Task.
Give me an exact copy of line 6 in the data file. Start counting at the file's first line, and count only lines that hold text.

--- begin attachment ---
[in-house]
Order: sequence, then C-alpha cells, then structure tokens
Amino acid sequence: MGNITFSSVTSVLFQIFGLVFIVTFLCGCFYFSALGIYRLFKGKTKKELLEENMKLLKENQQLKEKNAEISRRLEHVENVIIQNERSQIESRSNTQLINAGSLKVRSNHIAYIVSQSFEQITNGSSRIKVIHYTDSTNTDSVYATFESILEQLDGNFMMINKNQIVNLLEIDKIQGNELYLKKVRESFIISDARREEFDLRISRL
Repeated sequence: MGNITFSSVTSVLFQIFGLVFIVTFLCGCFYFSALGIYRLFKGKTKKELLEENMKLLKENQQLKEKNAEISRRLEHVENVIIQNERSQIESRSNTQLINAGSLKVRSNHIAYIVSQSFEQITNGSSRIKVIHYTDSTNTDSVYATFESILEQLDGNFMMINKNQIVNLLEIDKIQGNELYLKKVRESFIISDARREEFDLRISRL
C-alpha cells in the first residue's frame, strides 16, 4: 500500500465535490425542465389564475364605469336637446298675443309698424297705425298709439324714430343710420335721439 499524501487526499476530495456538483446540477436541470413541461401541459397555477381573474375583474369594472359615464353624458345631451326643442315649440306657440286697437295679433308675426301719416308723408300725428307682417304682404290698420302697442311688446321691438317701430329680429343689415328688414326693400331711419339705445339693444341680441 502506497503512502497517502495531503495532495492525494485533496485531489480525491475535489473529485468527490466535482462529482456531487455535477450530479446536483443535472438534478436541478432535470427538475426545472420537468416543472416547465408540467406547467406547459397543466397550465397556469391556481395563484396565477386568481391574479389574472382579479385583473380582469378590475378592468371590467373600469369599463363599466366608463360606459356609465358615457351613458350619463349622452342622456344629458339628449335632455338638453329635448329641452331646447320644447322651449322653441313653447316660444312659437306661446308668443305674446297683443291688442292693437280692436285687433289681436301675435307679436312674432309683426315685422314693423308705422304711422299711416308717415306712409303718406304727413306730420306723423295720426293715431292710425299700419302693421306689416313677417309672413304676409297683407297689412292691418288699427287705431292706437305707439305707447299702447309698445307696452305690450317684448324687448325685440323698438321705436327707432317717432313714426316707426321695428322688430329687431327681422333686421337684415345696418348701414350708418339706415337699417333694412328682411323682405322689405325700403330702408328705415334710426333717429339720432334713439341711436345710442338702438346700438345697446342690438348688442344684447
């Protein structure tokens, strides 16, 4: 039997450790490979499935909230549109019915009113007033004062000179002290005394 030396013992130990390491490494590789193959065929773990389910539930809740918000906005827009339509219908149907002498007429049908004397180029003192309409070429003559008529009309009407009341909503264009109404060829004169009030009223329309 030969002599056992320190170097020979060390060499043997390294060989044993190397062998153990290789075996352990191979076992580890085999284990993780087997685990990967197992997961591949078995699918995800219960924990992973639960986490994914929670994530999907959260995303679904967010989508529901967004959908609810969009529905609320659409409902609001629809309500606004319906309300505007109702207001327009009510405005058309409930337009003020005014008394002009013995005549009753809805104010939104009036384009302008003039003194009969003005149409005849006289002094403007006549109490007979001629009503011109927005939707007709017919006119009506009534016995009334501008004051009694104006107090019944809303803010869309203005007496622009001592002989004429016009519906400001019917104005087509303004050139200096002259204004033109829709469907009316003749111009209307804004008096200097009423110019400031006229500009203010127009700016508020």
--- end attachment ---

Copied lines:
């Protein structure tokens, strides 16, 4: 039997450790490979499935909230549109019915009113007033004062000179002290005394 030396013992130990390491490494590789193959065929773990389910539930809740918000906005827009339509219908149907002498007429049908004397180029003192309409070429003559008529009309009407009341909503264009109404060829004169009030009223329309 030969002599056992320190170097020979060390060499043997390294060989044993190397062998153990290789075996352990191979076992580890085999284990993780087997685990990967197992997961591949078995699918995800219960924990992973639960986490994914929670994530999907959260995303679904967010989508529901967004959908609810969009529905609320659409409902609001629809309500606004319906309300505007109702207001327009009510405005058309409930337009003020005014008394002009013995005549009753809805104010939104009036384009302008003039003194009969003005149409005849006289002094403007006549109490007979001629009503011109927005939707007709017919006119009506009534016995009334501008004051009694104006107090019944809303803010869309203005007496622009001592002989004429016009519906400001019917104005087509303004050139200096002259204004033109829709469907009316003749111009209307804004008096200097009423110019400031006229500009203010127009700016508020």